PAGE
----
always imposed upon us by camp counselors. What they'd
do was, they'd line up a bunch of kids, side-by-side,
and whisper a word or phrase into the first kid's ear.
Then the first kid would whisper it to the second kid,
etc., until it reached the kid all the way down at the
other end. Then the last kid would say it out loud and
it would barely resemble what the counselor had
actually said. "What time is it?" became "What lime
exhibit?" And so on. Then everyone would giggle and
start the game over, repeating the process until one
of the kidsoften one with an older brotherturned
the message into a string of curse words, at
which point we'd get up, go to the field, and play
kickball, never to speak of what happened again.
Save the Republic: An Open Letter to the Electoral College
by Lex Concord
Serving as an Elector is quite an honor. Being selected signifies that you are a trusted and respected member of your political party, and your community. You get to be a part of history, something you can tell your children and grandchildren about. You have a lot of power, toothe equivalent of over 200,000 regular voters. With that power comes an equivalent responsibility. You may have been led to believe that your responsibility is to faithfully represent the voters of your state, and to affirm their choice for President when you meet with your fellow Electors on December 13th. You couldn't be more wrong.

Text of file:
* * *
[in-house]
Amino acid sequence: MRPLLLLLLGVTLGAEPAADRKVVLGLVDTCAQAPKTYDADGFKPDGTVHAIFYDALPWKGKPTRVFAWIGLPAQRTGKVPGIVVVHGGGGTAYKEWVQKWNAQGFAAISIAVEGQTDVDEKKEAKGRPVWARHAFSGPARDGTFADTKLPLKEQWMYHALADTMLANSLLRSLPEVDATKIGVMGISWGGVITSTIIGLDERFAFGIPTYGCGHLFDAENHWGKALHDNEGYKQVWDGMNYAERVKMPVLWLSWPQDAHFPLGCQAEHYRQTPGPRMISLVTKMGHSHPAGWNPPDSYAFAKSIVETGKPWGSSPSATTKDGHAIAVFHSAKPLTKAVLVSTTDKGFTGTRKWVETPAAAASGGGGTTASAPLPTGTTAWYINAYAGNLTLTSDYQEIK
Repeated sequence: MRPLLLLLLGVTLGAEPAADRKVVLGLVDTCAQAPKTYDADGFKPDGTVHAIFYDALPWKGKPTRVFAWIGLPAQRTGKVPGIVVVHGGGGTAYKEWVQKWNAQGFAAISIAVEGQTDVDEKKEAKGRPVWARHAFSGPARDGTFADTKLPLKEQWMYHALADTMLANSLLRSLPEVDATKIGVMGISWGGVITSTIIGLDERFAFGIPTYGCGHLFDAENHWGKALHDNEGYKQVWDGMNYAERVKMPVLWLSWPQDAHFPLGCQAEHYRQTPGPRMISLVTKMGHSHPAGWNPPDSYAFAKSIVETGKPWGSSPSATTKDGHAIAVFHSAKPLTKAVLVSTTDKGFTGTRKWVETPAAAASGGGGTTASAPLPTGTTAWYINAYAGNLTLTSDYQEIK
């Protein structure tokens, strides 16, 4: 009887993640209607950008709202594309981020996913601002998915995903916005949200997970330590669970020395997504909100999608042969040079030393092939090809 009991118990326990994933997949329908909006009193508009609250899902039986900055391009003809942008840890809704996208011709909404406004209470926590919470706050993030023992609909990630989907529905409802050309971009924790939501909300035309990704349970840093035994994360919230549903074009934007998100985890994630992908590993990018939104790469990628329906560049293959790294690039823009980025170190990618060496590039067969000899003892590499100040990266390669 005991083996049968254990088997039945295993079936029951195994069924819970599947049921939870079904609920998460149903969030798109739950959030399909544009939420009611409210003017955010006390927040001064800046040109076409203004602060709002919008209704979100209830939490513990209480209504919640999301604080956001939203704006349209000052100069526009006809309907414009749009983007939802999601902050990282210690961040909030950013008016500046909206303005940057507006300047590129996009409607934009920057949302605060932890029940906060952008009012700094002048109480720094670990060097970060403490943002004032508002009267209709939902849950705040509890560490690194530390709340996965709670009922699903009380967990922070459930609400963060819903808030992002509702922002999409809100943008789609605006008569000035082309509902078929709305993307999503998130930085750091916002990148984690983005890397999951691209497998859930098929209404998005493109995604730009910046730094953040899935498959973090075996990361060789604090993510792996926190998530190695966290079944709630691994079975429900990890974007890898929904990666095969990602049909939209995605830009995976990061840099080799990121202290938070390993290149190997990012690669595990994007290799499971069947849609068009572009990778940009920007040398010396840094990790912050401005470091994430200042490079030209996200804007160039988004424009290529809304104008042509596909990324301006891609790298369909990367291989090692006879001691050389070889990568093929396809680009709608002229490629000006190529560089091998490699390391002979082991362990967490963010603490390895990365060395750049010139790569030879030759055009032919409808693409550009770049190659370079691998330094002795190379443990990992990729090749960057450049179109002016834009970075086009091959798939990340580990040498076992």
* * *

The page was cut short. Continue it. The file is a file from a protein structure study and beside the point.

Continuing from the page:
by Scott R. Griess
In the 23 May 2004 issue of TLE, Ron Beatty decried the "progress" that our
nation is inexorably making toward authoritarianism, while the people reject
the ideals of liberty in a desperate search for a sense of "security", and
disregard the warnings of the Cassandras among us. He wrote of us being in
the worse period of time since the war of Northern aggression (agreeing as a
transplanted Yankee, who has made the South his home for 17 years...) and
ended with a paraphrase from the quote from George Santayana: "Those who
forget the past are doomed to repeat it"
An Incredible Movie Review
by (who else?) your kindly Kaptain
(a.k.a. Manuel Miles)
Yes, shipmates, this week's entry in The Kaptain's Log is an actual movie review. It's little wonder that you, my vast legions of devoted readers, nearly worship me. And that hint brings us to the film in question, "The Incredibles"...
NYC Must Come Clean on Foster Kids AIDS Scandal
by Wendy McElroy
Last week, the BBC aired a documentary entitled "Guinea Pig Kids."
It accused New York City's Administration for Child Services and drug companies, such as Glaxo SmithKline (GKS), of experimenting on HIV-positive foster children with untested and dangerous anti-AIDS drugs.